January 31st 2014
14 and 15 year-olds are most likely to adopt risk-taking behaviours online, including sharing too much personal information. They are the group most likely to put themselves in potentially harmful situations and at risk of cyber-bullying.
New research on risky online behaviour by teenagers has been released by internet security solutions provider McAfee and the Anti-Bullying Alliance (ABA). It reveals that 14-15 year olds spend more time on social media than any other age group, with a fifth spending over four hours logged on every day. These teens risk making themselves more vulnerable to abusive and bullying behaviours by digitally exposing themselves through sharing too much personal information online; 11% had shared revealing videos or photos of themselves, one in ten had seen an inappropriate, revealing or pornographic image of someone they know online and 7% admitted to ‘liking’ an unkind image of someone they know.
With this age group such prolific users of the internet, it is perhaps unsurprising that findings show this age group are putting themselves in potentially harmful situations by engaging in inappropriate behaviours online; and are most likely to access dangerous content, be exposed to cruel or mean behaviour and encounter unwelcome adult attention. 23% of those surveyed had seen a pornographic image online of someone they did not know, and 19% confessed to visiting a website that their parents would not approve of. Over a half of those surveyed also confessed to hiding their online activity from parents, with nearly a quarter actively deleting their browsing history.
Consequences not understood
Findings also showed that children and young people clearly need help to understand what is and is not appropriate behaviour online, and with recognising the potential consequences of their action. Around 34% of respondents had witnessed cruel behaviour online, whilst 22% had been subjected to it themselves, half of whom admitted it left them feeling upset or angry. 15% had been on the receiving end of foul or abusive comments and 7% had been told they were fat or ugly. Peer pressure was also most prevalent for this age group, with 19% of respondents admitting they had looked up sexual, violent and other inappropriate content due to pressure from friends, girlfriends and boyfriends.
The same age group displayed a need to be guided on online etiquette; to clearly understand the difference between ‘banter’ and bullying; only 23% were able to see that their cruel and abusive comments may be considered mean to the person on the receiving end, with the same number seeing these comments as ‘just banter’.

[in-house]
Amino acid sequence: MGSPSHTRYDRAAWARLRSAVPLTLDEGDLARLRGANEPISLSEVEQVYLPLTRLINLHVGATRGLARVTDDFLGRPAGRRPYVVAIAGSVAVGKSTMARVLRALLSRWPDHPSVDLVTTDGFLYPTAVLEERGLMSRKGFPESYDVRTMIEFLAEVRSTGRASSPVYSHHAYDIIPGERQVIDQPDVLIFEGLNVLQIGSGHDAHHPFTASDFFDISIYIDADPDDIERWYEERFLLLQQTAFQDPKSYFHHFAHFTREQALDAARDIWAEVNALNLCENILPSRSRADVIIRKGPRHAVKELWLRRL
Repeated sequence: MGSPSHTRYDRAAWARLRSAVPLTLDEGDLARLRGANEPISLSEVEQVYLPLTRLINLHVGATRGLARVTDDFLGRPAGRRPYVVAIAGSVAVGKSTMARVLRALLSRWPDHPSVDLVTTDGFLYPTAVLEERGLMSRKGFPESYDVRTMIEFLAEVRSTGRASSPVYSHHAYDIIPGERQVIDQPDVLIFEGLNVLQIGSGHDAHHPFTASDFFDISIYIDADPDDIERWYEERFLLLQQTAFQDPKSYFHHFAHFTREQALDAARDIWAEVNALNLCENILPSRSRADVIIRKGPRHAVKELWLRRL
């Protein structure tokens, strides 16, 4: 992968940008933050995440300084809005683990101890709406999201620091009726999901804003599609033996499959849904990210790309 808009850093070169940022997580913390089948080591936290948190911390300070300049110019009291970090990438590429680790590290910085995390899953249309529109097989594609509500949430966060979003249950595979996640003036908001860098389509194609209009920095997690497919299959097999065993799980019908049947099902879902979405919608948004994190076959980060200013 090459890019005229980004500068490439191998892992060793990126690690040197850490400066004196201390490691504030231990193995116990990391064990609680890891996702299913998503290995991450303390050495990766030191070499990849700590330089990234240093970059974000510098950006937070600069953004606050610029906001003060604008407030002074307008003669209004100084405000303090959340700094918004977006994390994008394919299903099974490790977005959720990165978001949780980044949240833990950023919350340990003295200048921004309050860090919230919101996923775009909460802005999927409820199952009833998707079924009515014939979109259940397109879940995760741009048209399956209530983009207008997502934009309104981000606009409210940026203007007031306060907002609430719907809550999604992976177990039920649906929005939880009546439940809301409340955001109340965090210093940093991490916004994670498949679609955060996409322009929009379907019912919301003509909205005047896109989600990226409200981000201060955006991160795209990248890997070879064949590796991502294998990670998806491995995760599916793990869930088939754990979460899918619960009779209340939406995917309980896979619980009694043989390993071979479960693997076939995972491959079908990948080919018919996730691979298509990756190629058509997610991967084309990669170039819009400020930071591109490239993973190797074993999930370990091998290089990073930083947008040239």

When it came to 'stranger danger', one in ten 14-15 year olds had been approached by an adult they did not know online. Disturbingly, nearly one third of those teens approached had then shared inappropriate things such as pictures of themselves with that stranger which they later regretted. More worrying still, a fifth reported meeting that adult in person before realising the relationship was inappropriate.
McAfee Cyber Security Expert Raj Samani commented: “Protecting your child online is an absolute minefield, with easy access to the net through smartphones, tablets and computers, parents need to strike a balance between social freedom and security for teens. This report highlights the growing need for parents to have frank conversations with their children around threats online, net etiquette and the nature of cyber-bullying, as well as ensuring that household devices are as effectively secured as possible from questionable content.”
Luke Roberts, National Coordinator of the Anti-Bullying Alliance said: “The digital world is one inhabited by most young people on a daily basis, yet they are clearly struggling to understand online etiquettes, what appropriate online behaviour is, or how to keep safe. Our findings highlight the dangers of digital exposure. They suggest that young people, particularly young teenagers, are displaying risk-taking behaviours and freely sharing information with what is essentially a global, and sometimes anonymous, mass audience, without grasping the permanence of these exchanges."
Mr Roberts continued: "By making private information public property, young people are exposing themselves to comment and attention from others, without necessarily having the skills to deal with potential situations which might arise from these online interactions. As adults it is our responsibility to teach children and young people digital skills and set boundaries so they are able to realise the huge benefits and opportunities that the internet offers in terms of accessing information and making friends, but also ensures that they are safe and free from being bullied both online and offline.”